Nova Scotia poets are being called to turn transit ads in buses and ferry terminals into pieces of poetry.
The Writers’ Federation of Nova Scotia (WFNS) is creating a public poetry art project call Poetry in Motion that will feature poems on digital signs at libraries and recreation centres as well as printed postcards throughout the Halifax Regional Municipality in the fall.
“When you’re on the bus, you’re either tuned out, listening to music or you’re looking at your phone. But if there was a poem there, it would be interesting. It would engage your mind,” Marilyn Smulders, executive director of the WFNS, explained.
Poetry in Motion will showcase poems that speak to the theme of home, which may touch on ideas around transportation, transit, accessibility, the East Coast, city living, coming home or leaving home.
“It might contribute to a sense of belonging and would celebrate the uniqueness of our home community,” Smulders said.
“It would also enhance Halifax’s reputation as a cultural destination.”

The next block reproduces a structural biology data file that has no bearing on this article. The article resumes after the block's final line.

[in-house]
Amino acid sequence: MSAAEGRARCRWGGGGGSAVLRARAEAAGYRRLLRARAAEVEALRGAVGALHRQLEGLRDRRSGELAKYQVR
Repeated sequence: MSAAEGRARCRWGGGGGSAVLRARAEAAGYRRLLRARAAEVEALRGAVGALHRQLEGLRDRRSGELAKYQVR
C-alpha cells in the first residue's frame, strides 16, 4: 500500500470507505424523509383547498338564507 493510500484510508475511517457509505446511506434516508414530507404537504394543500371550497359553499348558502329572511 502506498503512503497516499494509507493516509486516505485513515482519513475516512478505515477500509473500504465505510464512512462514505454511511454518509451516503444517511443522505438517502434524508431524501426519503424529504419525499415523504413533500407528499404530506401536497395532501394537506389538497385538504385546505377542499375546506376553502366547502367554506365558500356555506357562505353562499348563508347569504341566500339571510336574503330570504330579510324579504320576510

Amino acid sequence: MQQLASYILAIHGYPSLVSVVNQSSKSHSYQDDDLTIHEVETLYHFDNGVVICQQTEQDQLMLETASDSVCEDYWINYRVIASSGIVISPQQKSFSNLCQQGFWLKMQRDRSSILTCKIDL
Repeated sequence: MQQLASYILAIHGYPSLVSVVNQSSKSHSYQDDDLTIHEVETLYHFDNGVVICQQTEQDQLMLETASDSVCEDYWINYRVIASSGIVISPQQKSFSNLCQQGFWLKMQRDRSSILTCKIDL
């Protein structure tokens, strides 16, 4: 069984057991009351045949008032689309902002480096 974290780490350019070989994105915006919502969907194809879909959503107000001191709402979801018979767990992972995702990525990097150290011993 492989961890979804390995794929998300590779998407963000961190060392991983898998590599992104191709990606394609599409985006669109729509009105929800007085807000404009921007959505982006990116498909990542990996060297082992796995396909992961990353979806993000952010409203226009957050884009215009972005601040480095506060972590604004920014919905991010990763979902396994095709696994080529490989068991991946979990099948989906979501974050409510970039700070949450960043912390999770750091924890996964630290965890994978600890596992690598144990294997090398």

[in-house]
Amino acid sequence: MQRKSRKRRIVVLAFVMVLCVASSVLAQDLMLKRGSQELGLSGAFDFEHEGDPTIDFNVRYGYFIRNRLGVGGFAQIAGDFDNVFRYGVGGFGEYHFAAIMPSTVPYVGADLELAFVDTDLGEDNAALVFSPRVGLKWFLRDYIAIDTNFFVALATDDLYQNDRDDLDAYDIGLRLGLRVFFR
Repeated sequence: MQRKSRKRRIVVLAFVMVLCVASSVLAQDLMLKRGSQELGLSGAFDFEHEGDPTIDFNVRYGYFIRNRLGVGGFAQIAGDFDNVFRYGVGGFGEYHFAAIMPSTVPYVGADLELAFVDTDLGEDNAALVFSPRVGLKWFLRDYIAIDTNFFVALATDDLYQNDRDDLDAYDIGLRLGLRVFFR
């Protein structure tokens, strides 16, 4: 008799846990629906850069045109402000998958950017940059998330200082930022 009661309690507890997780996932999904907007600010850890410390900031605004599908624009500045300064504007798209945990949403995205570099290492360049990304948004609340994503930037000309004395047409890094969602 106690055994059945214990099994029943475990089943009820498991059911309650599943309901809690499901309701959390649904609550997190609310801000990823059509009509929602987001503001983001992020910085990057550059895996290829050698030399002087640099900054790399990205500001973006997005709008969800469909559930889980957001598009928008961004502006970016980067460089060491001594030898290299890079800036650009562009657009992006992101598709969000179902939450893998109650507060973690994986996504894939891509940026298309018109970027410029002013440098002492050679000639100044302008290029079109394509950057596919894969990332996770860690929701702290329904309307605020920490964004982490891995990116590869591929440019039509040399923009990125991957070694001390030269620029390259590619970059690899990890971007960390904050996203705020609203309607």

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Smulders said the idea for the project was inspired by similar projects happening across North America. For example, the city of Vancouver, Wash., has Poetry Moves, which features short poems on its C-Tran buses, while another program showcases poems on Toronto buses.
“It’s nice for poets because they get a place to have their poems seen and read widely,” Smulders said.
Poems must be by Nova Scotian residents who are 16 years of age or older, with residents being asked to submit work that is 10 lines or less.
According to the WFNS website, unpublished and previously published work will be considered, but authors must obtain permission to use poems that have previously appeared in a book.
Poets whose poems are selected for this project will be paid a $200 honorarium and will be invited to read their poem in person at the Poetry in Motion celebration event.
The deadline for the submissions is Friday, May 31.